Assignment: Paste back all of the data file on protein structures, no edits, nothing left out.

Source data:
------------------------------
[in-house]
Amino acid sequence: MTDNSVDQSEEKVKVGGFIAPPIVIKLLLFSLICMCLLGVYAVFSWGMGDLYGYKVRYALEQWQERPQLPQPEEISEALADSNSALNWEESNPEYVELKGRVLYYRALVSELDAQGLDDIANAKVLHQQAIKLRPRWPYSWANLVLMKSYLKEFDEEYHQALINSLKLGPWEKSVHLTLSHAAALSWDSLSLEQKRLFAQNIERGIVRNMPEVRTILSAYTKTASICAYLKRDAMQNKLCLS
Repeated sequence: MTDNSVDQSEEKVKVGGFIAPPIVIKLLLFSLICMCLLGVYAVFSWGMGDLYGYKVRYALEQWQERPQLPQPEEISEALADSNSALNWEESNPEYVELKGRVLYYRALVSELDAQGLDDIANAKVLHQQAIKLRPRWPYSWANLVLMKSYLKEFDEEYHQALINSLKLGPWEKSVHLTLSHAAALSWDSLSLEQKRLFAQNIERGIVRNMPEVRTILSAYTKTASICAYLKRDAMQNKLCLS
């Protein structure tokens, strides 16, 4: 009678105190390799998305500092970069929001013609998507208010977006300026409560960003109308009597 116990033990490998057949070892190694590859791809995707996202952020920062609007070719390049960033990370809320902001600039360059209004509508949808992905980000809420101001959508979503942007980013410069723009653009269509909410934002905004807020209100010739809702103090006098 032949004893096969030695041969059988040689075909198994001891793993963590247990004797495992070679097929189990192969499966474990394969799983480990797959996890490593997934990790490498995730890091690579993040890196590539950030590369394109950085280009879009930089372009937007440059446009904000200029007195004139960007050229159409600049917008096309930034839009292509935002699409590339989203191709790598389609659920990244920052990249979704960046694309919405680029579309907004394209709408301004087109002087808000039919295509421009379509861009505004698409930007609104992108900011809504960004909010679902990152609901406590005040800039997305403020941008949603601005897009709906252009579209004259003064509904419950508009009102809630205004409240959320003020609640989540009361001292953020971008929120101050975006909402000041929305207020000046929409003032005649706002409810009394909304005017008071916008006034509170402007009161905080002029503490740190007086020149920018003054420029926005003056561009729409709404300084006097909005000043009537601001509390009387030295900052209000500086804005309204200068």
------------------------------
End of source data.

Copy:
[in-house]
Amino acid sequence: MTDNSVDQSEEKVKVGGFIAPPIVIKLLLFSLICMCLLGVYAVFSWGMGDLYGYKVRYALEQWQERPQLPQPEEISEALADSNSALNWEESNPEYVELKGRVLYYRALVSELDAQGLDDIANAKVLHQQAIKLRPRWPYSWANLVLMKSYLKEFDEEYHQALINSLKLGPWEKSVHLTLSHAAALSWDSLSLEQKRLFAQNIERGIVRNMPEVRTILSAYTKTASICAYLKRDAMQNKLCLS
Repeated sequence: MTDNSVDQSEEKVKVGGFIAPPIVIKLLLFSLICMCLLGVYAVFSWGMGDLYGYKVRYALEQWQERPQLPQPEEISEALADSNSALNWEESNPEYVELKGRVLYYRALVSELDAQGLDDIANAKVLHQQAIKLRPRWPYSWANLVLMKSYLKEFDEEYHQALINSLKLGPWEKSVHLTLSHAAALSWDSLSLEQKRLFAQNIERGIVRNMPEVRTILSAYTKTASICAYLKRDAMQNKLCLS
């Protein structure tokens, strides 16, 4: 009678105190390799998305500092970069929001013609998507208010977006300026409560960003109308009597 116990033990490998057949070892190694590859791809995707996202952020920062609007070719390049960033990370809320902001600039360059209004509508949808992905980000809420101001959508979503942007980013410069723009653009269509909410934002905004807020209100010739809702103090006098 032949004893096969030695041969059988040689075909198994001891793993963590247990004797495992070679097929189990192969499966474990394969799983480990797959996890490593997934990790490498995730890091690579993040890196590539950030590369394109950085280009879009930089372009937007440059446009904000200029007195004139960007050229159409600049917008096309930034839009292509935002699409590339989203191709790598389609659920990244920052990249979704960046694309919405680029579309907004394209709408301004087109002087808000039919295509421009379509861009505004698409930007609104992108900011809504960004909010679902990152609901406590005040800039997305403020941008949603601005897009709906252009579209004259003064509904419950508009009102809630205004409240959320003020609640989540009361001292953020971008929120101050975006909402000041929305207020000046929409003032005649706002409810009394909304005017008071916008006034509170402007009161905080002029503490740190007086020149920018003054420029926005003056561009729409709404300084006097909005000043009537601001509390009387030295900052209000500086804005309204200068």